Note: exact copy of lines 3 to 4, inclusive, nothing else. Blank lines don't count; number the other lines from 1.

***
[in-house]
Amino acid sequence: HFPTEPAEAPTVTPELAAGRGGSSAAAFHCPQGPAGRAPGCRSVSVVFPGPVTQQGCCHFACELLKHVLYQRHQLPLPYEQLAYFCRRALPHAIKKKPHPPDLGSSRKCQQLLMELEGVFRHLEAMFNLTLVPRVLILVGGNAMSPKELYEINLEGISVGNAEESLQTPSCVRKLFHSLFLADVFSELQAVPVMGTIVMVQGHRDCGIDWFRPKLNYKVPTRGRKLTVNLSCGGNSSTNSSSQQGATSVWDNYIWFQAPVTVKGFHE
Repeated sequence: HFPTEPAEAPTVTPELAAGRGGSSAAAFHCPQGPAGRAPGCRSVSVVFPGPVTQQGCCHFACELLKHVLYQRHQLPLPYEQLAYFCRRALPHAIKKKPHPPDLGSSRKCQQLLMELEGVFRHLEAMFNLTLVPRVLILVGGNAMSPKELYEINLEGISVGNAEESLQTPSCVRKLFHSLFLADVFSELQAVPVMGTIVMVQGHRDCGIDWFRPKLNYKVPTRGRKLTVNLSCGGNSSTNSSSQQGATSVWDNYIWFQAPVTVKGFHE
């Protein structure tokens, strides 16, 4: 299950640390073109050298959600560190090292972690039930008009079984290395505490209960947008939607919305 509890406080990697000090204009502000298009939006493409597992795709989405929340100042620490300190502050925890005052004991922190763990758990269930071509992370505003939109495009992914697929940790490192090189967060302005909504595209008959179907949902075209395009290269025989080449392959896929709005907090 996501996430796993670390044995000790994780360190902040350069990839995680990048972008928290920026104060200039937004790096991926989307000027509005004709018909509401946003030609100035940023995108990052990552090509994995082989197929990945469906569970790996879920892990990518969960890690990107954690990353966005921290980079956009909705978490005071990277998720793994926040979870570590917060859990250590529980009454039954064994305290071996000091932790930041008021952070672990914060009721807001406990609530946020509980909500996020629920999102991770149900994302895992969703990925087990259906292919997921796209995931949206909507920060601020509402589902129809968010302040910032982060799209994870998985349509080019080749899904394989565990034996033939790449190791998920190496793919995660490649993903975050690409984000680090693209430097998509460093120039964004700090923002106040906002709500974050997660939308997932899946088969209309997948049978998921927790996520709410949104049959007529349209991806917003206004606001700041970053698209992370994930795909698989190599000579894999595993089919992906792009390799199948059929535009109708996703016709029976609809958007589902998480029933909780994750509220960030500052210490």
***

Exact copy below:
Repeated sequence: HFPTEPAEAPTVTPELAAGRGGSSAAAFHCPQGPAGRAPGCRSVSVVFPGPVTQQGCCHFACELLKHVLYQRHQLPLPYEQLAYFCRRALPHAIKKKPHPPDLGSSRKCQQLLMELEGVFRHLEAMFNLTLVPRVLILVGGNAMSPKELYEINLEGISVGNAEESLQTPSCVRKLFHSLFLADVFSELQAVPVMGTIVMVQGHRDCGIDWFRPKLNYKVPTRGRKLTVNLSCGGNSSTNSSSQQGATSVWDNYIWFQAPVTVKGFHE
């Protein structure tokens, strides 16, 4: 299950640390073109050298959600560190090292972690039930008009079984290395505490209960947008939607919305 509890406080990697000090204009502000298009939006493409597992795709989405929340100042620490300190502050925890005052004991922190763990758990269930071509992370505003939109495009992914697929940790490192090189967060302005909504595209008959179907949902075209395009290269025989080449392959896929709005907090 996501996430796993670390044995000790994780360190902040350069990839995680990048972008928290920026104060200039937004790096991926989307000027509005004709018909509401946003030609100035940023995108990052990552090509994995082989197929990945469906569970790996879920892990990518969960890690990107954690990353966005921290980079956009909705978490005071990277998720793994926040979870570590917060859990250590529980009454039954064994305290071996000091932790930041008021952070672990914060009721807001406990609530946020509980909500996020629920999102991770149900994302895992969703990925087990259906292919997921796209995931949206909507920060601020509402589902129809968010302040910032982060799209994870998985349509080019080749899904394989565990034996033939790449190791998920190496793919995660490649993903975050690409984000680090693209430097998509460093120039964004700090923002106040906002709500974050997660939308997932899946088969209309997948049978998921927790996520709410949104049959007529349209991806917003206004606001700041970053698209992370994930795909698989190599000579894999595993089919992906792009390799199948059929535009109708996703016709029976609809958007589902998480029933909780994750509220960030500052210490």